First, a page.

“Guarding the Art” Exhibition Guest Curated by BMA Security Officers Opens March 27

Works of art reveal the perspectives of the people who spend the greatest amount of time in the museum’s galleries

(BALTIMORE, MD – February 17, 2022)—For the first time in the Baltimore Museum of Art’s (BMA) history, the people who protect the art have selected the art. Guarding the Art, an exhibition curated entirely by 17 members of the museum’s security team, opens on Sunday, March 27, with approximately 25 works of art from across the BMA’s collection. The exhibition highlights the unique perspectives of the officers and their reflections on the featured objects are drawn from their many hours in the galleries, their interactions with visitors, and their personal stories and interests. Works by Jeremy Alden, Louise Bourgeois, Sam Gilliam, Grace Hartigan, Winslow Homer, Alma W. Thomas, Mickalene Thomas, and unidentified artists from Colombia, Costa Rica, and the Solomon Islands are among those featured in the exhibition. Guarding the Art is on view through July 10, and includes a fully illustrated catalogue.

The project was conceived last year by BMA Trustee Amy Elias as the result of a conversation with Dr. Asma Naeem, BMA Eddie C. and C. Sylvia Brown Chief Curator, about ways to engage with the security guards who spend more time with the museum’s collection than anyone else. Following that initial conversation, Elias continued to think about this challenge and then presented her concept of Guarding the Art to BMA leadership who wholeheartedly embraced the idea.

Guarding the Art is more personal than typical museum shows as it gives visitors a unique opportunity to see, listen and learn the personal histories and motivations of guest curators,” said Elias. “In this way, the exhibition opens a door for how a visitor might feel about the art, rather than just providing a framework for how to think about the art.”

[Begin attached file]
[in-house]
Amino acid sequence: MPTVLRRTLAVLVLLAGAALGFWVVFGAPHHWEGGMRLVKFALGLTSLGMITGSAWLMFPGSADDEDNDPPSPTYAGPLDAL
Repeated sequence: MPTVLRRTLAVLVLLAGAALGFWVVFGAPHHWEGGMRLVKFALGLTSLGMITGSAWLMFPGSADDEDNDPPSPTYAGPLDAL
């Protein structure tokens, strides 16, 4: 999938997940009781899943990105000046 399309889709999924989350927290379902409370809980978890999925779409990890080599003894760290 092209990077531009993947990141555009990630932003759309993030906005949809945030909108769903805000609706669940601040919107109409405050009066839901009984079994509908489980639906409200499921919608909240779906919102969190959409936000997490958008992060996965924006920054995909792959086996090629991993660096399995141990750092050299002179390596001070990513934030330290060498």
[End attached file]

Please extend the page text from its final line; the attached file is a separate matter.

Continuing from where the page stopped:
The project began with an inquiry sent to all members of the BMA’s security team gauging their interest in developing an exhibition that would provide them with an opportunity to have their voices heard through their perspectives about the museum’s collection. Seventeen members of the BMA signed on as guest curators and have worked over the past year in collaboration with museum leadership and staff to engage in every facet of exhibition development. The guest curators include Traci Archable-Frederick, Jess Bither, Ben Bjork, Ricardo Castro, Melissa Clasing, Bret Click, Alex Dicken, Kellen Johnson, Michael Jones, Rob Kempton, Chris Koo, Alex Lei, Dominic Mallari, Dereck Mangus, Sara Ruark, Joan Smith, and Elise Tensley.   Renowned art historian and curator Dr. Lowery Stokes Sims provided additional mentorship and professional development guidance. Along with the creative opportunity, each participant was compensated for their time with funds directed from a lead grant from the Pearlstone Family Foundation.

For many of the guest curators, selecting the objects for the exhibition was the most challenging aspect of this project. After proposing up to three top choices, the group met with curators, conservators, and exhibition designers to learn more about each work, its condition, and presentation requirements. They debated several variations of the gallery floor plan and made final selections based on how well the works would fit in the spaces. Once that was completed, work on writing the object labels and producing content for the publication began. The team also met with education team members to develop public programs and marketing team members to discuss graphic identity, social media, and communications. All of their work, which continues through the July 10 closing of the exhibition, was coordinated by Sarah Cho, BMA Curatorial Assistant for American Painting & Sculpture and Decorative Arts, and Katie Cooke, BMA Curatorial Assistant to the Chief Curator and the Curatorial Division.

“There is so much more to see in the BMA’s collection than what’s on the gallery walls. It’s been exciting to get first-hand experience in organizing an exhibition and discovering all the behind-the-scenes considerations. It gives you a new respect for how museums work and the stories they tell,” said Elise Tensley. “I cannot wait to see all the objects we’ve selected on display.”